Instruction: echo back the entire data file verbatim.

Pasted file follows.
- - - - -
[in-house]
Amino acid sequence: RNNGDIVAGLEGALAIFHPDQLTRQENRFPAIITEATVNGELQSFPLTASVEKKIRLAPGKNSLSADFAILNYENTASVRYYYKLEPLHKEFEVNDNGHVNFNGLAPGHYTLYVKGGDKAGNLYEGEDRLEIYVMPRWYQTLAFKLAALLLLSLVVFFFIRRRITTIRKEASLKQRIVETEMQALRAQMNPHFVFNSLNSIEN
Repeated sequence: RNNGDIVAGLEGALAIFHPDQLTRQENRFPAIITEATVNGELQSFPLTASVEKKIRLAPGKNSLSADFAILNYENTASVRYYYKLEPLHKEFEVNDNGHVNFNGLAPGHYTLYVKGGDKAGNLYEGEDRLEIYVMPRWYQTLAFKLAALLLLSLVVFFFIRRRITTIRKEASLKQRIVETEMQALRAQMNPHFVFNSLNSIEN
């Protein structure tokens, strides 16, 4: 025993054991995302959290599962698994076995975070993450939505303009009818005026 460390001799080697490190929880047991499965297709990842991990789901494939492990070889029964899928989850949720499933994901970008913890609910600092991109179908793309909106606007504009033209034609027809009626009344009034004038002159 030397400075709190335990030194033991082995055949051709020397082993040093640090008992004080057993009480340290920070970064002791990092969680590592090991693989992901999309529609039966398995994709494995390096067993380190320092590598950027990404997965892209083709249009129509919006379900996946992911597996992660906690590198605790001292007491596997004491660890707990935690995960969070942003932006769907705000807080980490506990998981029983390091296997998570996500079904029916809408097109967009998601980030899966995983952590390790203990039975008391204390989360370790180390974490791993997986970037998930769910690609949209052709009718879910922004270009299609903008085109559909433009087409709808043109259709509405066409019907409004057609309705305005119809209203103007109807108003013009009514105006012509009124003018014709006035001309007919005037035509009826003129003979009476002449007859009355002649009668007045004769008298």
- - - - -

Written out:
[in-house]
Amino acid sequence: RNNGDIVAGLEGALAIFHPDQLTRQENRFPAIITEATVNGELQSFPLTASVEKKIRLAPGKNSLSADFAILNYENTASVRYYYKLEPLHKEFEVNDNGHVNFNGLAPGHYTLYVKGGDKAGNLYEGEDRLEIYVMPRWYQTLAFKLAALLLLSLVVFFFIRRRITTIRKEASLKQRIVETEMQALRAQMNPHFVFNSLNSIEN
Repeated sequence: RNNGDIVAGLEGALAIFHPDQLTRQENRFPAIITEATVNGELQSFPLTASVEKKIRLAPGKNSLSADFAILNYENTASVRYYYKLEPLHKEFEVNDNGHVNFNGLAPGHYTLYVKGGDKAGNLYEGEDRLEIYVMPRWYQTLAFKLAALLLLSLVVFFFIRRRITTIRKEASLKQRIVETEMQALRAQMNPHFVFNSLNSIEN
């Protein structure tokens, strides 16, 4: 025993054991995302959290599962698994076995975070993450939505303009009818005026 460390001799080697490190929880047991499965297709990842991990789901494939492990070889029964899928989850949720499933994901970008913890609910600092991109179908793309909106606007504009033209034609027809009626009344009034004038002159 030397400075709190335990030194033991082995055949051709020397082993040093640090008992004080057993009480340290920070970064002791990092969680590592090991693989992901999309529609039966398995994709494995390096067993380190320092590598950027990404997965892209083709249009129509919006379900996946992911597996992660906690590198605790001292007491596997004491660890707990935690995960969070942003932006769907705000807080980490506990998981029983390091296997998570996500079904029916809408097109967009998601980030899966995983952590390790203990039975008391204390989360370790180390974490791993997986970037998930769910690609949209052709009718879910922004270009299609903008085109559909433009087409709808043109259709509405066409019907409004057609309705305005119809209203103007109807108003013009009514105006012509009124003018014709006035001309007919005037035509009826003129003979009476002449007859009355002649009668007045004769008298």